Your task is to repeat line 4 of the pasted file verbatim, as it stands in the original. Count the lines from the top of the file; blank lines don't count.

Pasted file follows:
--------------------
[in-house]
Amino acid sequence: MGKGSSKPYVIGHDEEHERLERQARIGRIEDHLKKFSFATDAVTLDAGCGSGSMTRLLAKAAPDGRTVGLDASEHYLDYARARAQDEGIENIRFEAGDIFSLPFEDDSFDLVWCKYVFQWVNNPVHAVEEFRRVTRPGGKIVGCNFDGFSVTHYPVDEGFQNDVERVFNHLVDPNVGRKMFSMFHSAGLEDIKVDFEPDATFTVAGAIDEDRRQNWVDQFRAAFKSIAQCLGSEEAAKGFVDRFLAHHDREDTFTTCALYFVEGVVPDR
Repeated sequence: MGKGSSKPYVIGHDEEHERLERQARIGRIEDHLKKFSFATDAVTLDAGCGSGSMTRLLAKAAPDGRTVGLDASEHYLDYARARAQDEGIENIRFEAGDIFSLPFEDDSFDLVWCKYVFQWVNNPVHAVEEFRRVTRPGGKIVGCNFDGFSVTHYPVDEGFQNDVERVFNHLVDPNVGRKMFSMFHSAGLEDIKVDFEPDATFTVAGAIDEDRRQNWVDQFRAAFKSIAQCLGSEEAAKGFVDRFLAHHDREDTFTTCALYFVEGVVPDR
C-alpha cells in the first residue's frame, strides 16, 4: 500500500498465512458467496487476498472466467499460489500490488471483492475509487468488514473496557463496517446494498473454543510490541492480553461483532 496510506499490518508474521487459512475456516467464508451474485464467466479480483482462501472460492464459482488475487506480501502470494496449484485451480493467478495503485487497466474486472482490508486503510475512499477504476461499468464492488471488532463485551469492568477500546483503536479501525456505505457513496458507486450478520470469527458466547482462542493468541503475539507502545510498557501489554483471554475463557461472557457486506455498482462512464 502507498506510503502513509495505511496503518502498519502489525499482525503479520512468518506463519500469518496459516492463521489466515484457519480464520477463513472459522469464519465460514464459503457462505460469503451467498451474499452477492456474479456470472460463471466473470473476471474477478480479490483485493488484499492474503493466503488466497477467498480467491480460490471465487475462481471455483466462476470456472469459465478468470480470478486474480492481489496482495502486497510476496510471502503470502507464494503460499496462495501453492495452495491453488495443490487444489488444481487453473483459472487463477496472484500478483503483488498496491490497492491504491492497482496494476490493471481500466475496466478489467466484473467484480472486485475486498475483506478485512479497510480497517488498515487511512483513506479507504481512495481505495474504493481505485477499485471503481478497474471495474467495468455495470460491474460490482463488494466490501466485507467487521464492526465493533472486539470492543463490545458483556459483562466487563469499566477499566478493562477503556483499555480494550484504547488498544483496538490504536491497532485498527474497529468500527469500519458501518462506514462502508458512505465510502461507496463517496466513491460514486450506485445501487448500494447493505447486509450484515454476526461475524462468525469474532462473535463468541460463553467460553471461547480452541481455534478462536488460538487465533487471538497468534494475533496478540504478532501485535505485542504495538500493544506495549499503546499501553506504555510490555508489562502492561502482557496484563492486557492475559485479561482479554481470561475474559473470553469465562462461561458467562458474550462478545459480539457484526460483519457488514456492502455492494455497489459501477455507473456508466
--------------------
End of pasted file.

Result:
C-alpha cells in the first residue's frame, strides 16, 4: 500500500498465512458467496487476498472466467499460489500490488471483492475509487468488514473496557463496517446494498473454543510490541492480553461483532 496510506499490518508474521487459512475456516467464508451474485464467466479480483482462501472460492464459482488475487506480501502470494496449484485451480493467478495503485487497466474486472482490508486503510475512499477504476461499468464492488471488532463485551469492568477500546483503536479501525456505505457513496458507486450478520470469527458466547482462542493468541503475539507502545510498557501489554483471554475463557461472557457486506455498482462512464 502507498506510503502513509495505511496503518502498519502489525499482525503479520512468518506463519500469518496459516492463521489466515484457519480464520477463513472459522469464519465460514464459503457462505460469503451467498451474499452477492456474479456470472460463471466473470473476471474477478480479490483485493488484499492474503493466503488466497477467498480467491480460490471465487475462481471455483466462476470456472469459465478468470480470478486474480492481489496482495502486497510476496510471502503470502507464494503460499496462495501453492495452495491453488495443490487444489488444481487453473483459472487463477496472484500478483503483488498496491490497492491504491492497482496494476490493471481500466475496466478489467466484473467484480472486485475486498475483506478485512479497510480497517488498515487511512483513506479507504481512495481505495474504493481505485477499485471503481478497474471495474467495468455495470460491474460490482463488494466490501466485507467487521464492526465493533472486539470492543463490545458483556459483562466487563469499566477499566478493562477503556483499555480494550484504547488498544483496538490504536491497532485498527474497529468500527469500519458501518462506514462502508458512505465510502461507496463517496466513491460514486450506485445501487448500494447493505447486509450484515454476526461475524462468525469474532462473535463468541460463553467460553471461547480452541481455534478462536488460538487465533487471538497468534494475533496478540504478532501485535505485542504495538500493544506495549499503546499501553506504555510490555508489562502492561502482557496484563492486557492475559485479561482479554481470561475474559473470553469465562462461561458467562458474550462478545459480539457484526460483519457488514456492502455492494455497489459501477455507473456508466